North American Network Operators Group

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RE: Misguided SPAM Filtering techniques

  • From: David Schwartz
  • Date: Tue Oct 23 21:33:37 2007

Dave Pooser wrote:

> We had a client whose RFP vanished into thin air because of that-- he sent
> it from a hotel that practiced port 25 hijacking and had had their IP
> blacklisted for spewing much spam and viruses. So our server rejected the
> message, and when it tried to send the NDN to him *his* server
> rejected the
> NDN for the same reason. Fortunately he called the next day with some
> details he'd omitted....
> I recommended he go back with an army of Huns and raze the hotel, but he
> settled for a nasty letter and using 587/TLS in future.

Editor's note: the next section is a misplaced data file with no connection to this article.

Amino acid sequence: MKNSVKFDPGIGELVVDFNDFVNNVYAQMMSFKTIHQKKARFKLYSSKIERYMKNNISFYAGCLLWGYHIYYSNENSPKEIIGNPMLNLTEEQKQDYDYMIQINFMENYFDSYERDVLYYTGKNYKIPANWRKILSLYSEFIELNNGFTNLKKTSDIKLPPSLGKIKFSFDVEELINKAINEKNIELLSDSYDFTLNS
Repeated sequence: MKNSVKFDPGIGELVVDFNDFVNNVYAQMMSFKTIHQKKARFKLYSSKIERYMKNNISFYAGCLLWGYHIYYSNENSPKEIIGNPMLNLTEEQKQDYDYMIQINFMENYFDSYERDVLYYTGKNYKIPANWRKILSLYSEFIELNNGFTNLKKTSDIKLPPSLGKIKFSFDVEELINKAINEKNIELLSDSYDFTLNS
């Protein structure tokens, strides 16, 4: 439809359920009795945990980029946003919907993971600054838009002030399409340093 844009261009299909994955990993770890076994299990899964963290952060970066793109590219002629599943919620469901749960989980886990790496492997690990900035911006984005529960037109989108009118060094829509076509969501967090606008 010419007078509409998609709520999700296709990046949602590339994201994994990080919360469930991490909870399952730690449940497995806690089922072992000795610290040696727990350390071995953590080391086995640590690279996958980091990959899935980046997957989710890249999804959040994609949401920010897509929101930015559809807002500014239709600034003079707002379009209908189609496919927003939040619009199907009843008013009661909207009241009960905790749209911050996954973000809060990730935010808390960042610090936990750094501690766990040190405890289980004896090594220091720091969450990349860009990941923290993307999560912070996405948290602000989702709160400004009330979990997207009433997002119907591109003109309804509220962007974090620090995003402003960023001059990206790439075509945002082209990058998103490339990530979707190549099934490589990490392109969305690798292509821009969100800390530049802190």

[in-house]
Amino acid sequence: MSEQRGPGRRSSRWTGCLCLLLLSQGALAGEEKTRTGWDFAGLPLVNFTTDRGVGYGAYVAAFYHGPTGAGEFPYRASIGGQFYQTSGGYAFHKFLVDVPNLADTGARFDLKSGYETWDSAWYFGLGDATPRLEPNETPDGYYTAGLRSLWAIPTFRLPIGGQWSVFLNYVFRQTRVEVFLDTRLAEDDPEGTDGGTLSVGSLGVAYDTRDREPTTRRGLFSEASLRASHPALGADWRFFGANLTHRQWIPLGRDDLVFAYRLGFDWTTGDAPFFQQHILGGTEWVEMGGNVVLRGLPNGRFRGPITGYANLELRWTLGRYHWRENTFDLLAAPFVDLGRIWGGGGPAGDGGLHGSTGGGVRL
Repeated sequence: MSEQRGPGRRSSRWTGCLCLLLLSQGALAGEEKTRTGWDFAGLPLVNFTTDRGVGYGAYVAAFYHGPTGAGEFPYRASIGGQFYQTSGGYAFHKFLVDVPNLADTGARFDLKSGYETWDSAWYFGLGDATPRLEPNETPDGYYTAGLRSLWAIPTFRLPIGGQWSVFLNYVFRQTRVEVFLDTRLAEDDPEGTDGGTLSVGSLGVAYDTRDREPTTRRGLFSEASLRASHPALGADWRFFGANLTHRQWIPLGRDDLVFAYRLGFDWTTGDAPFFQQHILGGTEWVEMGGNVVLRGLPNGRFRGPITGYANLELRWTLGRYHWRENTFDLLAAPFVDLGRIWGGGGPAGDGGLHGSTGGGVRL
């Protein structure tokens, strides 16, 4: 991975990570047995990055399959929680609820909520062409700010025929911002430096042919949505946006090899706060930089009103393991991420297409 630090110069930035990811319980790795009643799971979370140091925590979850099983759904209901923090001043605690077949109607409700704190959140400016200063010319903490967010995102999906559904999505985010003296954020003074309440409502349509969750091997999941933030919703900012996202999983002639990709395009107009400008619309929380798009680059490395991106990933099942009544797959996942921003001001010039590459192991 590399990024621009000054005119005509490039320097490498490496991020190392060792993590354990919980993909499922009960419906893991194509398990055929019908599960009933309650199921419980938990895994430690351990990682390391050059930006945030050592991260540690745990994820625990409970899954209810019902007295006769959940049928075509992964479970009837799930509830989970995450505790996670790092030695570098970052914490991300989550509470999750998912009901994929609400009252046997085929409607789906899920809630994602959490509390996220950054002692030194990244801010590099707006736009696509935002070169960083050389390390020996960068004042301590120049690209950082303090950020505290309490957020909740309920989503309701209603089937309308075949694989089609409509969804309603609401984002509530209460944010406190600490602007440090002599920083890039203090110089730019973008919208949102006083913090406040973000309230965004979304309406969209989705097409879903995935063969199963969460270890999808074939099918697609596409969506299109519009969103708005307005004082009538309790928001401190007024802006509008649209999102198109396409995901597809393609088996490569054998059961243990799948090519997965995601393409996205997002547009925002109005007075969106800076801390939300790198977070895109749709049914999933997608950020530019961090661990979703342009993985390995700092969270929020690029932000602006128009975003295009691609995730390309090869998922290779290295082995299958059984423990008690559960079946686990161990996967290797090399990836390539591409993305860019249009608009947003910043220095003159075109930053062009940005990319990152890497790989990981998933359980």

You should have used the oppurtunity to educate your customer. Email is a
best-effort, no receipt service. It is simply not appropriate to use for
business-critical communication without some kind of confirmation of

The hotel didn't really do the wrong thing. It took the email and made a
best effort to deliver it. When it failed, it made a best effort to alert
the sender. That is what email is supposed to be like.

Obviously, they've had a spam problem. So just passing port 25 unmolested
would not be right. Blocking it is not a very good solution either because
people who are not sophisticated will just be unable to send mail. People
who are sophisticated won't be using port 25 outbound from odd net locations

You should blame whoever decided not to accept *any* email from the hotel
just because *some* of the email was spam. That person knew or should have
know that some of that email might be business critical. Hmm, that was

Perhaps you are using a misguided spam filtering technique? How many RFPs
are you willing to lose to reduce spam?